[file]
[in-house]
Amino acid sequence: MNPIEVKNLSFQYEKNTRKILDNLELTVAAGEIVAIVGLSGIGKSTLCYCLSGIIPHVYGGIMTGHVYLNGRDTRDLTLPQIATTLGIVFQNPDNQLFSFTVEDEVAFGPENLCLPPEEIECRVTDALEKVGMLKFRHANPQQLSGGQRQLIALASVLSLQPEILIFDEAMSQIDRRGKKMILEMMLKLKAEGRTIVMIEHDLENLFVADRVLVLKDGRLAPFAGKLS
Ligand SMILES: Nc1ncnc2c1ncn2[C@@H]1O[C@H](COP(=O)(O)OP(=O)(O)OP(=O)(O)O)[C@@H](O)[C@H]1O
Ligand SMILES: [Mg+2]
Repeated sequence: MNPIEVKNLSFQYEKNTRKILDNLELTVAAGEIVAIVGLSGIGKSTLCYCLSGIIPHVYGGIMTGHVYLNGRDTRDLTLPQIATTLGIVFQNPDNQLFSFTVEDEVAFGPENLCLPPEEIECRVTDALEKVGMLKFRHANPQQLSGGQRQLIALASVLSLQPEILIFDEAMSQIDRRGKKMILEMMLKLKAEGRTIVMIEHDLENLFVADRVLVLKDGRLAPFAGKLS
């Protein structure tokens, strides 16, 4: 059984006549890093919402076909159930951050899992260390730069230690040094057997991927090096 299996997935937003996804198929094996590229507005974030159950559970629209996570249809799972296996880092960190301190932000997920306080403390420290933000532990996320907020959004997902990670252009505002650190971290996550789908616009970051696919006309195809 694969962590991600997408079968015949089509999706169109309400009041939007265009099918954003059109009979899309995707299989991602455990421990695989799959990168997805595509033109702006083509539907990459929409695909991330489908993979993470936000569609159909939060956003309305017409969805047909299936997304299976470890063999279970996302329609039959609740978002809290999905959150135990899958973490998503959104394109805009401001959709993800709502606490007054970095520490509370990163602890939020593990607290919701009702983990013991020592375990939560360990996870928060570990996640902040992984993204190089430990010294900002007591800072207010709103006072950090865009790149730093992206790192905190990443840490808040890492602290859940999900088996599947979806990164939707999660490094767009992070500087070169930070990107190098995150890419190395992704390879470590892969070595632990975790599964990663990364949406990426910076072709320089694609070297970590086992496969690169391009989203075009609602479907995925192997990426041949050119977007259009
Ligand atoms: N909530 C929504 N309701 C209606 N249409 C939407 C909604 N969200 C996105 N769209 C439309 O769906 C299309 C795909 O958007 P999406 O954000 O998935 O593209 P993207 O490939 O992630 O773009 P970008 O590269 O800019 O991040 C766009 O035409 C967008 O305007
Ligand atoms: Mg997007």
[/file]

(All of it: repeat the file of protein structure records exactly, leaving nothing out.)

[in-house]
Amino acid sequence: MNPIEVKNLSFQYEKNTRKILDNLELTVAAGEIVAIVGLSGIGKSTLCYCLSGIIPHVYGGIMTGHVYLNGRDTRDLTLPQIATTLGIVFQNPDNQLFSFTVEDEVAFGPENLCLPPEEIECRVTDALEKVGMLKFRHANPQQLSGGQRQLIALASVLSLQPEILIFDEAMSQIDRRGKKMILEMMLKLKAEGRTIVMIEHDLENLFVADRVLVLKDGRLAPFAGKLS
Ligand SMILES: Nc1ncnc2c1ncn2[C@@H]1O[C@H](COP(=O)(O)OP(=O)(O)OP(=O)(O)O)[C@@H](O)[C@H]1O
Ligand SMILES: [Mg+2]
Repeated sequence: MNPIEVKNLSFQYEKNTRKILDNLELTVAAGEIVAIVGLSGIGKSTLCYCLSGIIPHVYGGIMTGHVYLNGRDTRDLTLPQIATTLGIVFQNPDNQLFSFTVEDEVAFGPENLCLPPEEIECRVTDALEKVGMLKFRHANPQQLSGGQRQLIALASVLSLQPEILIFDEAMSQIDRRGKKMILEMMLKLKAEGRTIVMIEHDLENLFVADRVLVLKDGRLAPFAGKLS
């Protein structure tokens, strides 16, 4: 059984006549890093919402076909159930951050899992260390730069230690040094057997991927090096 299996997935937003996804198929094996590229507005974030159950559970629209996570249809799972296996880092960190301190932000997920306080403390420290933000532990996320907020959004997902990670252009505002650190971290996550789908616009970051696919006309195809 694969962590991600997408079968015949089509999706169109309400009041939007265009099918954003059109009979899309995707299989991602455990421990695989799959990168997805595509033109702006083509539907990459929409695909991330489908993979993470936000569609159909939060956003309305017409969805047909299936997304299976470890063999279970996302329609039959609740978002809290999905959150135990899958973490998503959104394109805009401001959709993800709502606490007054970095520490509370990163602890939020593990607290919701009702983990013991020592375990939560360990996870928060570990996640902040992984993204190089430990010294900002007591800072207010709103006072950090865009790149730093992206790192905190990443840490808040890492602290859940999900088996599947979806990164939707999660490094767009992070500087070169930070990107190098995150890419190395992704390879470590892969070595632990975790599964990663990364949406990426910076072709320089694609070297970590086992496969690169391009989203075009609602479907995925192997990426041949050119977007259009
Ligand atoms: N909530 C929504 N309701 C209606 N249409 C939407 C909604 N969200 C996105 N769209 C439309 O769906 C299309 C795909 O958007 P999406 O954000 O998935 O593209 P993207 O490939 O992630 O773009 P970008 O590269 O800019 O991040 C766009 O035409 C967008 O305007
Ligand atoms: Mg997007």